How Social Networking Can Help With Loss

I recently asked for stories or experiences about coping with loss in a creative way.  Dana Marlowe’s story (below) is a great illustration of how many people are using social networking to share their loss, and even more importantly, build a stronger sense of community from those experiences.  Thank you, Dana!


I saw your question and couldn’t believe that someone would be interested in knowing what I did to honor my dad’s anniversary of his death. My father passed away when I was twelve years old. This past February was 25 years since his death. I decided that his memory, which should be a blessing, should be recognized in my social network in a public forum.

In January, I reached out to family and friends for old photos of my dad. I requested funny stories, quips, and entertaining memories. People gladly shared. Every day this past February, I posted on my Facebook wall a photo and/or a memory of my dad in celebration of who he was. He never saw me graduate high school or college. He never saw me fall in love. Or get married. Or buy a house. Or have children. Or run a successful business. But that doesn’t mean I forget who he was to me as an integral and critical life-shaper in my universe for twelve years.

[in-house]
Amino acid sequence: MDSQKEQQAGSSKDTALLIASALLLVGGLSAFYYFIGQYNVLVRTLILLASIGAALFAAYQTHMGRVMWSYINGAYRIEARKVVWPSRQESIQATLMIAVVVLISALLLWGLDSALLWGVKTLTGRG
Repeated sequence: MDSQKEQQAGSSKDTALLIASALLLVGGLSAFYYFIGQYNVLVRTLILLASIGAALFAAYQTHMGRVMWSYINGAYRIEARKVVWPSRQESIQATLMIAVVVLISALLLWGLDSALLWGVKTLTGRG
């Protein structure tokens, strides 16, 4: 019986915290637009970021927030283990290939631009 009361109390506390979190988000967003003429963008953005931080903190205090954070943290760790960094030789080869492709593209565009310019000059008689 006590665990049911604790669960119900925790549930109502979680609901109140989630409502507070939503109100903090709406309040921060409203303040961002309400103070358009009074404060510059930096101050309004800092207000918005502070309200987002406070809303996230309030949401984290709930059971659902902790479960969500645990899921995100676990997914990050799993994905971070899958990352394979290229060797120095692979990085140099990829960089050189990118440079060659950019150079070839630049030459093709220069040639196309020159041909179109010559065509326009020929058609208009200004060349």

In a very global social media style, I posted this personal collection of pictures and memories to my 1,000+ friends on Facebook. I shared on Twitter. And maybe once related it to business and put it on LinkedIn. My family loved it. They in turn re-shared and retweeted the stories and images. More people got to “know” and talk about my amazing Dad. ALL MONTH LONG.   It was cathartic. And amazing. And a little weird to honor the death date of someone. But, I looked past the oddness and boldly did it. The feedback was sensational. Normally, I go about my mundane suburban life of work and family and might not think about my father daily. But not this February. His memory burned brightly and I felt great. Good luck with your book. Thank you for letting me share.— Dana Marlowe

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